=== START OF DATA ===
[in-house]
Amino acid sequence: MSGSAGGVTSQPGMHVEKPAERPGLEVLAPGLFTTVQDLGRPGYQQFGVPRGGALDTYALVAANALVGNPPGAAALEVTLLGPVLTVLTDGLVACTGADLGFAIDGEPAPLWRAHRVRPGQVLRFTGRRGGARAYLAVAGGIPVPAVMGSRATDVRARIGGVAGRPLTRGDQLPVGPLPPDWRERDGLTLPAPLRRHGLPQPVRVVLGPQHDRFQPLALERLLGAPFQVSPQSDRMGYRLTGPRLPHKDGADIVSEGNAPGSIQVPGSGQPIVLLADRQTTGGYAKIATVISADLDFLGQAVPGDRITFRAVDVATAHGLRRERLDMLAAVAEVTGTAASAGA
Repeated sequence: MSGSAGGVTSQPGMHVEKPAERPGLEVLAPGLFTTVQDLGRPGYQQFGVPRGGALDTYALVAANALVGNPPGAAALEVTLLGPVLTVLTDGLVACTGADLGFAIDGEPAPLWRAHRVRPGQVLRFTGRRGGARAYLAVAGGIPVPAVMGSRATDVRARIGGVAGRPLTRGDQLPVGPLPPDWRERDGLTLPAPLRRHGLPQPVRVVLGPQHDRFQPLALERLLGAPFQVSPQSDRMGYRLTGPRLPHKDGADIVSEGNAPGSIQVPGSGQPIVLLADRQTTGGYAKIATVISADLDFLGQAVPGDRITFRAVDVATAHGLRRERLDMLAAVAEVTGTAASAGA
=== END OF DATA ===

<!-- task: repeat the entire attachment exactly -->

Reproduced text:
[in-house]
Amino acid sequence: MSGSAGGVTSQPGMHVEKPAERPGLEVLAPGLFTTVQDLGRPGYQQFGVPRGGALDTYALVAANALVGNPPGAAALEVTLLGPVLTVLTDGLVACTGADLGFAIDGEPAPLWRAHRVRPGQVLRFTGRRGGARAYLAVAGGIPVPAVMGSRATDVRARIGGVAGRPLTRGDQLPVGPLPPDWRERDGLTLPAPLRRHGLPQPVRVVLGPQHDRFQPLALERLLGAPFQVSPQSDRMGYRLTGPRLPHKDGADIVSEGNAPGSIQVPGSGQPIVLLADRQTTGGYAKIATVISADLDFLGQAVPGDRITFRAVDVATAHGLRRERLDMLAAVAEVTGTAASAGA
Repeated sequence: MSGSAGGVTSQPGMHVEKPAERPGLEVLAPGLFTTVQDLGRPGYQQFGVPRGGALDTYALVAANALVGNPPGAAALEVTLLGPVLTVLTDGLVACTGADLGFAIDGEPAPLWRAHRVRPGQVLRFTGRRGGARAYLAVAGGIPVPAVMGSRATDVRARIGGVAGRPLTRGDQLPVGPLPPDWRERDGLTLPAPLRRHGLPQPVRVVLGPQHDRFQPLALERLLGAPFQVSPQSDRMGYRLTGPRLPHKDGADIVSEGNAPGSIQVPGSGQPIVLLADRQTTGGYAKIATVISADLDFLGQAVPGDRITFRAVDVATAHGLRRERLDMLAAVAEVTGTAASAGA